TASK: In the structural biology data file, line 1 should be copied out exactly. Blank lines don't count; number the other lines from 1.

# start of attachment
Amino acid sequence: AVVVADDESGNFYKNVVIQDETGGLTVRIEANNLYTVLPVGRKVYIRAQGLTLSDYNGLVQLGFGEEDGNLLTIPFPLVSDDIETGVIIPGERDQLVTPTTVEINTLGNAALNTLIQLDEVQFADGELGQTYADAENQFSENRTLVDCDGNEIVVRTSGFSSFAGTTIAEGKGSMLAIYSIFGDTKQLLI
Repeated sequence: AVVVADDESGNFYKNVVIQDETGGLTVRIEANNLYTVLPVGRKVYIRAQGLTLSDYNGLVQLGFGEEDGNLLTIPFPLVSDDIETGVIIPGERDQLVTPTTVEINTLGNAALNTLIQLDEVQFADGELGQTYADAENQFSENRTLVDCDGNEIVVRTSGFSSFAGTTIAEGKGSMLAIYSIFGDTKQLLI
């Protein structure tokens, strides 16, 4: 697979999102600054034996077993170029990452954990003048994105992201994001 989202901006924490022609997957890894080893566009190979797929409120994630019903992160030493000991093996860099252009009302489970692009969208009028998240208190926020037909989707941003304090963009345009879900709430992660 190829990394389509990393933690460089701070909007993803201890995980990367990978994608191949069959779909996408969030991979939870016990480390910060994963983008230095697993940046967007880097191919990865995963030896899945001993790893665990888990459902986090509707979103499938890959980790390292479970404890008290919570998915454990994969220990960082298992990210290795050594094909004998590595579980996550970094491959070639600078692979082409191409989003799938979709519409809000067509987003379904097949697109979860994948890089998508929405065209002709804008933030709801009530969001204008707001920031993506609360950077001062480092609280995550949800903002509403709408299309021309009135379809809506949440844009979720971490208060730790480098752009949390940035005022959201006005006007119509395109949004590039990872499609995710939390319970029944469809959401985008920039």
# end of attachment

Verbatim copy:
Amino acid sequence: AVVVADDESGNFYKNVVIQDETGGLTVRIEANNLYTVLPVGRKVYIRAQGLTLSDYNGLVQLGFGEEDGNLLTIPFPLVSDDIETGVIIPGERDQLVTPTTVEINTLGNAALNTLIQLDEVQFADGELGQTYADAENQFSENRTLVDCDGNEIVVRTSGFSSFAGTTIAEGKGSMLAIYSIFGDTKQLLI